FIRE under fire
I’ve said it before, and I’ll say it again: I have the best in-laws ever! I’ve spoken fondly of them often—including in my summer update (in which I mentioned how easy it was to live with them in their RV for three weeks)!
From the beginning of our FIRE journey, one of our biggest cheerleaders has been my mother-in-law. She’s always been nothing but supportive, encouraging, and enthusiastic about our pursuit of FIRE.
But when it came time for my husband M to actually retire, both of his parents had questions for us! 😬 Suddenly, FIRE was no longer a far-off, hypothetical scenario. It was really happening, and it prompted them to voice their concerns about M retiring early.
Like any caring parent, M’s mom and dad wanted to ensure we had our bases covered. Their concerns were justified, and we’re glad they felt comfortable enough to put our feet to the fire.
After all, M’s early retirement was one of the most significant decisions of our lives. If we got it wrong, the consequences could be disastrous and life-altering.
So, when M said he was going to quit his job and his parents expressed concern, we encouraged them to go ahead and question us. We were more than happy to address their worries and assuage their fears.
Also, it was another opportunity for me to run through our plans and ensure we were covered for every eventuality. (My regular readers know I’ve always done this—I make emergency plans because that’s more effective than holding a generic emergency fund.)
Ask us anything
I asked my in-laws to question us about every possible issue and concern they could think of… and they aced the assignment! Below, I’ve shared our email conversation (lightly edited for clarity)—with all their questions and all my replies.
As you’ll see, M’s parents didn’t hold back! They got very detailed and specific about their concerns, and I’m glad they did. For one thing, it was an excellent opportunity to stress test our FIRE plans.
For another, I wanted M’s parents to feel fully at ease with us FIREing. I didn’t want them losing sleep worrying about us, so I was happy to lay everything out for them to see and understand.
Why I’m sharing our private conversation
Why am I sharing this private conversation between my in-laws and me? Well, like everything I share here on the blog, I want to help others on the FIRE path. If I’ve experienced something in my FIRE journey, maybe you have too.
Perhaps, by sharing my experience, you’ll find new ways to talk about FIRE with your family and friends. Or maybe you’ll take away ideas to add to your own FIRE plans.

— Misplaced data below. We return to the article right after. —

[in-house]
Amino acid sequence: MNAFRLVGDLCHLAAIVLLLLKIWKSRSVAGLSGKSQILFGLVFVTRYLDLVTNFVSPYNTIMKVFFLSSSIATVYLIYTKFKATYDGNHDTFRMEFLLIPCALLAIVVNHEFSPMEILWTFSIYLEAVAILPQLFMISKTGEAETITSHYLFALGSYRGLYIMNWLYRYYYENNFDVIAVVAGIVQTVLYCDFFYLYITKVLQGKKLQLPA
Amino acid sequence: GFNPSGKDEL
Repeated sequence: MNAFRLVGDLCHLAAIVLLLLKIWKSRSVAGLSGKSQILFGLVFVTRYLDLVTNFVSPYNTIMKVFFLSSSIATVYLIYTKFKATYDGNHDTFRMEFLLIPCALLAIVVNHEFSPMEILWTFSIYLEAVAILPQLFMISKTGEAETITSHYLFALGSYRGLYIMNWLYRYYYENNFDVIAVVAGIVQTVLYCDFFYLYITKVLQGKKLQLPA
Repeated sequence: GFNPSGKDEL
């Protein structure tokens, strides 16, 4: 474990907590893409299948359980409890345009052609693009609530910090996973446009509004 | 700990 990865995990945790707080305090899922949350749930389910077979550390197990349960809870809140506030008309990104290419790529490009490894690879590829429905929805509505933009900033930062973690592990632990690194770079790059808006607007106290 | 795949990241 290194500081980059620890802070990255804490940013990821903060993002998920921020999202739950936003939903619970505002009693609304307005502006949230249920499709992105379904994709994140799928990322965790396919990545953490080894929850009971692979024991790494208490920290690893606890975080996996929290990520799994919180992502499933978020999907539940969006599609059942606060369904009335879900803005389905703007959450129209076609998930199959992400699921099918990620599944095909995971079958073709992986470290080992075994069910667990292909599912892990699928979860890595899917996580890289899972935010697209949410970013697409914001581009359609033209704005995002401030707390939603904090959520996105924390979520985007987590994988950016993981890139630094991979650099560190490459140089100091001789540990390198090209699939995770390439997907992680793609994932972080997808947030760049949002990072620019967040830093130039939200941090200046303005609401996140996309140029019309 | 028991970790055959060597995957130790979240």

For others still, it may just be a voyeuristic peek into my life and my relationship with my in-laws! Whatever the case, I hope you find our email exchange helpful (or entertaining).
Note: My in-laws gave me permission to share our email conversation. 🙂 Also, this email thread was from mid-2021, before M retired. Therefore, some info and references may be outdated.
My in-laws grill us on our FIRE plans
To help make the email a little easier to read, I’ve broken it up into two posts and into sub-sections. (Part 2 is coming next week!)
Part 1 (this post)
Part 2 (next week)
- Why not keep working?
- Living too long
- Healthcare concerns
- Worst case scenarios
- Closing thoughts
With that, let’s get started with Part 1…
In-laws: We put this email together after reading the article that M sent last week. It does cover many issues that dad & I are concerned about, and we are happy to see you are looking into it with eyes wide open rather than just seeing the positive side only.
Chrissy: Absolutely. I know it appears we’re only looking at the positives. But we have, in fact, put a lot of time into discussing and planning for potential downsides.
I’ll go through each of your points in my reply and hopefully reassure you that we’ve done our best to think of everything.
Cash versus stocks
In-laws: We do understand that we have never known much about the financial markets and appreciate all the effort from Chrissy to educate us and help us so that we are more diversified and getting more return on our investments rather than GICs. We are old-fashioned and still believe in having cash on hand and a home that is paid for.
Chrissy: You’re neither old-fashioned nor alone in your beliefs. There are people our age or younger who feel the same way as you. Personal finance has a strong psychological component, and most people feel better with more cash and a paid-off home.
There’s nothing wrong with this. In fact, it’s wise to manage your money with your psychological needs in mind. Going against that could result in fear, panic, and undue worry. This could then cause you to sell your investments at the wrong time.